There are a number of ways to interpret this story. Let's break down a few. At a surface level, Hawthorne's text can be read as a coming-of-age tale about a country lad who goes on a journey of personal growth. He leaves home thinking he's prepared for the world, but when he disembarks from the ferry in Boston, he discovers that he has crossed the threshold into a world very different from the one he's known.
Hawthorne makes a point to have Robin encounter a variety of people, from the working class men in the inn to the woman in the scarlet petticoat, to the refined gentleman who befriends Robin toward the conclusion of the story. Robin's first moments are ones of confusion, but by the end of the night, he has learned how to do what it takes to fit in. He's begun the transition to adulthood. The ambiguous ending lets the reader decide whether Robin should choose the innocence of his former life or the experiences of this new one.
In the early days of independence, America is finding its own path as a nation; so too is Robin, who can be read as analogous to his country. Like America, he came from rural, farming roots, but now has to find his way with other, more worldly types. If Robin represents positive American qualities, then Molineux represents England. Molineux, despite what happens to him, is not shown in a purely negative light. He's the victim of the misplaced anger of the mob, but it's clear at the end, that Robin makes the right choice not to side with the Major. Robin (America) must find his own way in the world.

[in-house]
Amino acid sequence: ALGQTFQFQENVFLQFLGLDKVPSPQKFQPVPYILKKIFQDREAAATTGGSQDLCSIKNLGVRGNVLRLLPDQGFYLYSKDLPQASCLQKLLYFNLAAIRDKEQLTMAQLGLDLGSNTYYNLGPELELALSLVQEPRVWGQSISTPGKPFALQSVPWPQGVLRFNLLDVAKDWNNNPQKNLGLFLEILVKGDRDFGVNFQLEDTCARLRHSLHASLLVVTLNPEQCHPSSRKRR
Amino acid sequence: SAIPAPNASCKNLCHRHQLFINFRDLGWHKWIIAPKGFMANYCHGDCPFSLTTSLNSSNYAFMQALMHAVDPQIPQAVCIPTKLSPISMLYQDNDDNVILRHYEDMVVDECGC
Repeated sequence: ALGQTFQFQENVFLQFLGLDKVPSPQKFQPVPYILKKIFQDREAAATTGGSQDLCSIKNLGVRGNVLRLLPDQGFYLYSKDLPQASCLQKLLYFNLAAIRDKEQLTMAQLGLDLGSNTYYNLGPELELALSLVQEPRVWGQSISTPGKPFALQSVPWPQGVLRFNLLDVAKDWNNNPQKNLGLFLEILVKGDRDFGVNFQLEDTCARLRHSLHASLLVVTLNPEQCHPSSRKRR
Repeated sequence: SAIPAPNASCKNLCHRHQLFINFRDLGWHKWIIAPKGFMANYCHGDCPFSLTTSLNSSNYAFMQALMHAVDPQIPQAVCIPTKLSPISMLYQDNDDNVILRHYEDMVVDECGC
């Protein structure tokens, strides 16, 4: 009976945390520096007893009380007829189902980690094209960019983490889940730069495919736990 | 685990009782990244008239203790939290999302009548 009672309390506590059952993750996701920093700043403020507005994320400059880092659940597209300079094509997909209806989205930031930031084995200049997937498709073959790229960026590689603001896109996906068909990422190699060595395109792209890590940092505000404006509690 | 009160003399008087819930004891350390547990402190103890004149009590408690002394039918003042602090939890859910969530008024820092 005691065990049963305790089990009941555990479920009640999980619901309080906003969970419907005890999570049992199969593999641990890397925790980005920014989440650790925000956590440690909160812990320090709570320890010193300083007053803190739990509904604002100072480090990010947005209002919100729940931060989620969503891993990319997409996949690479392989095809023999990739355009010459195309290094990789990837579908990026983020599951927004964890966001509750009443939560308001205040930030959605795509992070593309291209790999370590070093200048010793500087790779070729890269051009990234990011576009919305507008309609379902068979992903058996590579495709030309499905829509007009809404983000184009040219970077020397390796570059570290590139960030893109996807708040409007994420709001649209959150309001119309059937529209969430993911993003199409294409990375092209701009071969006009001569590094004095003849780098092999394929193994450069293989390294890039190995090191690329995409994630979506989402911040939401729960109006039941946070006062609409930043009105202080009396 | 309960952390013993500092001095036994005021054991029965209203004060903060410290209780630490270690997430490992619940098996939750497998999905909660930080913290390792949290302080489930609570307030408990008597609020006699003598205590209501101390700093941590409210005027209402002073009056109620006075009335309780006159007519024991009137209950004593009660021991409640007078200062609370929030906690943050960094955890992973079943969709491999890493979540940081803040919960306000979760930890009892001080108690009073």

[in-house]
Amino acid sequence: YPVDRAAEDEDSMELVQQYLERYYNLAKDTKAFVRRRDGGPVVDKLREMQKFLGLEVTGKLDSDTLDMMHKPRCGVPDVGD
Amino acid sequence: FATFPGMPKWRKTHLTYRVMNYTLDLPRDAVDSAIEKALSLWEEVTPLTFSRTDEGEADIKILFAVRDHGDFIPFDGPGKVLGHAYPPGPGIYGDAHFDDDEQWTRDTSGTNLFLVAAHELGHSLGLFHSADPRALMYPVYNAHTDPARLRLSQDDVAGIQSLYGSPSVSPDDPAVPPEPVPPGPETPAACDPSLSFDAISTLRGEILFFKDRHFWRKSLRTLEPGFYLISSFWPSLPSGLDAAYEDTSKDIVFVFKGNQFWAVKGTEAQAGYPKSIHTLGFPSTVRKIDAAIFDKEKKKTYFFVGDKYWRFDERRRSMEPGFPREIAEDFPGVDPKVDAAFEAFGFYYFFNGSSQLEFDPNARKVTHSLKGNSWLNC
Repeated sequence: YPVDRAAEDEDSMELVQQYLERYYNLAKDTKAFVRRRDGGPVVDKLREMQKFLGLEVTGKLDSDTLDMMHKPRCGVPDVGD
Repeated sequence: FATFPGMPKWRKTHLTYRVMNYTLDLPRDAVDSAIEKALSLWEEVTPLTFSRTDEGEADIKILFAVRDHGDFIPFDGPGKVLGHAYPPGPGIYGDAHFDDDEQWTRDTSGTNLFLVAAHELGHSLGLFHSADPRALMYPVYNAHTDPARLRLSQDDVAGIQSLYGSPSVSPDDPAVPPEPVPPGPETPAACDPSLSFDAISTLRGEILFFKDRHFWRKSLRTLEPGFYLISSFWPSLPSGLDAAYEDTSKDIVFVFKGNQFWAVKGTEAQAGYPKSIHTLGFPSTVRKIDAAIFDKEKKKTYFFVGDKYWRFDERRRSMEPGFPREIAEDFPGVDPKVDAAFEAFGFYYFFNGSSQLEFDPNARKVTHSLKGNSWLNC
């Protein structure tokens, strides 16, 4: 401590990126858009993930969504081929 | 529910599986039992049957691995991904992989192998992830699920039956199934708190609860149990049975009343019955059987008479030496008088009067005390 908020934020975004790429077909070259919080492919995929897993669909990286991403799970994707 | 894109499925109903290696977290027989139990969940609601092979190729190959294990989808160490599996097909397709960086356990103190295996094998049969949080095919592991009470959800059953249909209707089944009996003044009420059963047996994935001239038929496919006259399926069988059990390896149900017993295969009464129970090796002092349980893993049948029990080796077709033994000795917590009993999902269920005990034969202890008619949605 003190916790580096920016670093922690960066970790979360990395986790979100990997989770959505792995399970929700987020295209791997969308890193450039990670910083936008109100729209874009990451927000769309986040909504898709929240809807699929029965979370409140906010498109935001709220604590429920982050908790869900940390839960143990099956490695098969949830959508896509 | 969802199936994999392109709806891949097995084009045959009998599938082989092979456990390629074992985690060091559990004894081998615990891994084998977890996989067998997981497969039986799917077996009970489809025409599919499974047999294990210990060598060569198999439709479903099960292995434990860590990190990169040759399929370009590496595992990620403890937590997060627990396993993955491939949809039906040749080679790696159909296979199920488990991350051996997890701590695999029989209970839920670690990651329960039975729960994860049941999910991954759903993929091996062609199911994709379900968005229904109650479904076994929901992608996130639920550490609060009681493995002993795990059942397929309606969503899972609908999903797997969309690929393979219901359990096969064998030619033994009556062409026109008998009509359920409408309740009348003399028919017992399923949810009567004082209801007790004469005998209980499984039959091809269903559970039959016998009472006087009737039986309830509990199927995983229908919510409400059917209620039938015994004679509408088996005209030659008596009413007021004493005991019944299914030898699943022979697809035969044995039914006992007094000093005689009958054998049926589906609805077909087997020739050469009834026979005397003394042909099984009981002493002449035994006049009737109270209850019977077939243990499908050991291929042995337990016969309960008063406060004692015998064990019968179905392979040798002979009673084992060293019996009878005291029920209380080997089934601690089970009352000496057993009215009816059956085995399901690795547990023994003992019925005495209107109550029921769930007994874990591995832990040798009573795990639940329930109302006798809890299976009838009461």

A Romantic Interpretation
Hawthorne was associated with the Romantic period in American literature, a movement that championed the natural world over the one created by mankind. Hawthorne's story can be read in that light. Robin, a creature of the country, leaves behind a life more in touch with nature to come to experience the artificiality of the city.
Hawthorne's description of Boston is predominantly negative. The people are aggressive and threatening, and Robin can find neither help nor rest while there. That night the citizens even paint themselves and engage in barbaric, primitive crimes when they capture, tar, and feather the local governor. When examined as a piece that contrasts the urban with the rural, it's clear that Robin should return to the countryside in the end because the rural comes out looking much better.
Nathaniel Hawthorne's story ''My Kinsman, Major Molineux'' is a coming-of-age tale with political undertones. It takes place just before the Revolutionary War and tells the story of a teen from the country who seeks out his powerful kinsman in Boston. Robin chooses to go his own way in the end, and the story can be read as a coming-of-age tale, an analogy for America's independence, or as a Romantic period examination of the conflict between urban and rural. Hawthorne was, after all, associated with the Romantic period in American literature, a movement that championed the natural world over the one created by mankind.